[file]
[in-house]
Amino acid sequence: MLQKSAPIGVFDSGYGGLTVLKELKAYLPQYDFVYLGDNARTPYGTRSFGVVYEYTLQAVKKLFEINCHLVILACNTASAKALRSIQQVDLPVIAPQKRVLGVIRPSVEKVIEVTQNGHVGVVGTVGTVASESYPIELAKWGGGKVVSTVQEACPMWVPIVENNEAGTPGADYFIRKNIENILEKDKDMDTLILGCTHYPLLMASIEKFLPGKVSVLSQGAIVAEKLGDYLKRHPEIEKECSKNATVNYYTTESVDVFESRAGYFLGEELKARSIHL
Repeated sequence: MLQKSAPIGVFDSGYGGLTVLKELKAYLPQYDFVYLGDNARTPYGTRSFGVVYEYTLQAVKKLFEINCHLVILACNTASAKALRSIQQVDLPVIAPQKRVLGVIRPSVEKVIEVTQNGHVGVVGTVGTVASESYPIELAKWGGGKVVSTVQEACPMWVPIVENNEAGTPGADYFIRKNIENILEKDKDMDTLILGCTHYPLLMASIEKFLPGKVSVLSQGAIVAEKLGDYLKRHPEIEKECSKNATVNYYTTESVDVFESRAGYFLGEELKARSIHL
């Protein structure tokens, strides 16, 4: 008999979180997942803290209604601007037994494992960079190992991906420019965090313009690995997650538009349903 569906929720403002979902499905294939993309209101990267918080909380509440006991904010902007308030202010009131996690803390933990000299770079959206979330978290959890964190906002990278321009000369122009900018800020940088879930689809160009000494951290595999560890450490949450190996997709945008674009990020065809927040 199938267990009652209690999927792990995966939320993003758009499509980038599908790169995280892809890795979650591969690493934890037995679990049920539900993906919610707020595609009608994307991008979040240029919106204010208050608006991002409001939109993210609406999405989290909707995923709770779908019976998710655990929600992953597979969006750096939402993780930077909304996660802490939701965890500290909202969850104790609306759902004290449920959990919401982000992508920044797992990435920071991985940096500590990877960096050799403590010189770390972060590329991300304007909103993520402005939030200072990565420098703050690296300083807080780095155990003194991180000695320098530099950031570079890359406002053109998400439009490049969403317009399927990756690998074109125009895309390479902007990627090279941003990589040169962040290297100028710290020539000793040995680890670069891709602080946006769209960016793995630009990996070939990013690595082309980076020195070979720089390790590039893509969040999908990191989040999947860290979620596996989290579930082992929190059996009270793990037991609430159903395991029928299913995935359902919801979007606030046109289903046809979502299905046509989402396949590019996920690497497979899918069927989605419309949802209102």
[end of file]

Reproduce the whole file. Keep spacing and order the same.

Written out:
[in-house]
Amino acid sequence: MLQKSAPIGVFDSGYGGLTVLKELKAYLPQYDFVYLGDNARTPYGTRSFGVVYEYTLQAVKKLFEINCHLVILACNTASAKALRSIQQVDLPVIAPQKRVLGVIRPSVEKVIEVTQNGHVGVVGTVGTVASESYPIELAKWGGGKVVSTVQEACPMWVPIVENNEAGTPGADYFIRKNIENILEKDKDMDTLILGCTHYPLLMASIEKFLPGKVSVLSQGAIVAEKLGDYLKRHPEIEKECSKNATVNYYTTESVDVFESRAGYFLGEELKARSIHL
Repeated sequence: MLQKSAPIGVFDSGYGGLTVLKELKAYLPQYDFVYLGDNARTPYGTRSFGVVYEYTLQAVKKLFEINCHLVILACNTASAKALRSIQQVDLPVIAPQKRVLGVIRPSVEKVIEVTQNGHVGVVGTVGTVASESYPIELAKWGGGKVVSTVQEACPMWVPIVENNEAGTPGADYFIRKNIENILEKDKDMDTLILGCTHYPLLMASIEKFLPGKVSVLSQGAIVAEKLGDYLKRHPEIEKECSKNATVNYYTTESVDVFESRAGYFLGEELKARSIHL
């Protein structure tokens, strides 16, 4: 008999979180997942803290209604601007037994494992960079190992991906420019965090313009690995997650538009349903 569906929720403002979902499905294939993309209101990267918080909380509440006991904010902007308030202010009131996690803390933990000299770079959206979330978290959890964190906002990278321009000369122009900018800020940088879930689809160009000494951290595999560890450490949450190996997709945008674009990020065809927040 199938267990009652209690999927792990995966939320993003758009499509980038599908790169995280892809890795979650591969690493934890037995679990049920539900993906919610707020595609009608994307991008979040240029919106204010208050608006991002409001939109993210609406999405989290909707995923709770779908019976998710655990929600992953597979969006750096939402993780930077909304996660802490939701965890500290909202969850104790609306759902004290449920959990919401982000992508920044797992990435920071991985940096500590990877960096050799403590010189770390972060590329991300304007909103993520402005939030200072990565420098703050690296300083807080780095155990003194991180000695320098530099950031570079890359406002053109998400439009490049969403317009399927990756690998074109125009895309390479902007990627090279941003990589040169962040290297100028710290020539000793040995680890670069891709602080946006769209960016793995630009990996070939990013690595082309980076020195070979720089390790590039893509969040999908990191989040999947860290979620596996989290579930082992929190059996009270793990037991609430159903395991029928299913995935359902919801979007606030046109289903046809979502299905046509989402396949590019996920690497497979899918069927989605419309949802209102």